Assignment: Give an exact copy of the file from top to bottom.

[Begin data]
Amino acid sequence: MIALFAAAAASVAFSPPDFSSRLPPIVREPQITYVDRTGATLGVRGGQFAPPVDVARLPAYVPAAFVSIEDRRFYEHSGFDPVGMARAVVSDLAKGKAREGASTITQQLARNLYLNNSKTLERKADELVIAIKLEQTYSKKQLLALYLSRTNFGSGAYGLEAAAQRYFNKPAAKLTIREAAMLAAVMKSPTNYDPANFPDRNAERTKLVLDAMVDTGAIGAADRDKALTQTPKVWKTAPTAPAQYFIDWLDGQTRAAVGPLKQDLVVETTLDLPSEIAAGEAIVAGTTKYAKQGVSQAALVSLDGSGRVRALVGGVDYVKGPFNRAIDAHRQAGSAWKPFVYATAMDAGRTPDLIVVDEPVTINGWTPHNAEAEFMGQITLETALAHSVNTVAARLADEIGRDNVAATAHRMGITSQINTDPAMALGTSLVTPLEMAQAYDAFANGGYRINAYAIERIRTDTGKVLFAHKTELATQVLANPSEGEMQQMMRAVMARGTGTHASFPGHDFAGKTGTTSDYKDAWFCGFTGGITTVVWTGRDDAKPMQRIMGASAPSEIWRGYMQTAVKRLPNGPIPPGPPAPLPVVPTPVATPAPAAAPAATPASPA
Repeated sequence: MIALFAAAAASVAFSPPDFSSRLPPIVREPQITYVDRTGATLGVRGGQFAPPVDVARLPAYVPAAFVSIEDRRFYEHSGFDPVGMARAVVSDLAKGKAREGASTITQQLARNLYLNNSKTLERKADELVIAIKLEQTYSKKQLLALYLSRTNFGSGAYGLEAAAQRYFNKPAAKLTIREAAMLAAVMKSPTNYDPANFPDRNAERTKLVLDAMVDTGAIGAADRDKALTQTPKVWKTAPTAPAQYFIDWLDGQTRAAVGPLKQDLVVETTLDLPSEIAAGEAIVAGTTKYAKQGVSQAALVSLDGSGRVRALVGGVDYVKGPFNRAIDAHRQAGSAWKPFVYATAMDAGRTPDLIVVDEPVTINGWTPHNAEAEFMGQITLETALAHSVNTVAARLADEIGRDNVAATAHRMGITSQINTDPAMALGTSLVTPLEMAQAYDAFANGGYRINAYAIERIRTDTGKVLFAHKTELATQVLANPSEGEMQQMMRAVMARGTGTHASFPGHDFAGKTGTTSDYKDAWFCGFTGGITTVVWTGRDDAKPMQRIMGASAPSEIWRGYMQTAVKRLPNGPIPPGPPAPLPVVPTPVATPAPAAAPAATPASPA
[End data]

Amino acid sequence: MIALFAAAAASVAFSPPDFSSRLPPIVREPQITYVDRTGATLGVRGGQFAPPVDVARLPAYVPAAFVSIEDRRFYEHSGFDPVGMARAVVSDLAKGKAREGASTITQQLARNLYLNNSKTLERKADELVIAIKLEQTYSKKQLLALYLSRTNFGSGAYGLEAAAQRYFNKPAAKLTIREAAMLAAVMKSPTNYDPANFPDRNAERTKLVLDAMVDTGAIGAADRDKALTQTPKVWKTAPTAPAQYFIDWLDGQTRAAVGPLKQDLVVETTLDLPSEIAAGEAIVAGTTKYAKQGVSQAALVSLDGSGRVRALVGGVDYVKGPFNRAIDAHRQAGSAWKPFVYATAMDAGRTPDLIVVDEPVTINGWTPHNAEAEFMGQITLETALAHSVNTVAARLADEIGRDNVAATAHRMGITSQINTDPAMALGTSLVTPLEMAQAYDAFANGGYRINAYAIERIRTDTGKVLFAHKTELATQVLANPSEGEMQQMMRAVMARGTGTHASFPGHDFAGKTGTTSDYKDAWFCGFTGGITTVVWTGRDDAKPMQRIMGASAPSEIWRGYMQTAVKRLPNGPIPPGPPAPLPVVPTPVATPAPAAAPAATPASPA
Repeated sequence: MIALFAAAAASVAFSPPDFSSRLPPIVREPQITYVDRTGATLGVRGGQFAPPVDVARLPAYVPAAFVSIEDRRFYEHSGFDPVGMARAVVSDLAKGKAREGASTITQQLARNLYLNNSKTLERKADELVIAIKLEQTYSKKQLLALYLSRTNFGSGAYGLEAAAQRYFNKPAAKLTIREAAMLAAVMKSPTNYDPANFPDRNAERTKLVLDAMVDTGAIGAADRDKALTQTPKVWKTAPTAPAQYFIDWLDGQTRAAVGPLKQDLVVETTLDLPSEIAAGEAIVAGTTKYAKQGVSQAALVSLDGSGRVRALVGGVDYVKGPFNRAIDAHRQAGSAWKPFVYATAMDAGRTPDLIVVDEPVTINGWTPHNAEAEFMGQITLETALAHSVNTVAARLADEIGRDNVAATAHRMGITSQINTDPAMALGTSLVTPLEMAQAYDAFANGGYRINAYAIERIRTDTGKVLFAHKTELATQVLANPSEGEMQQMMRAVMARGTGTHASFPGHDFAGKTGTTSDYKDAWFCGFTGGITTVVWTGRDDAKPMQRIMGASAPSEIWRGYMQTAVKRLPNGPIPPGPPAPLPVVPTPVATPAPAAAPAATPASPA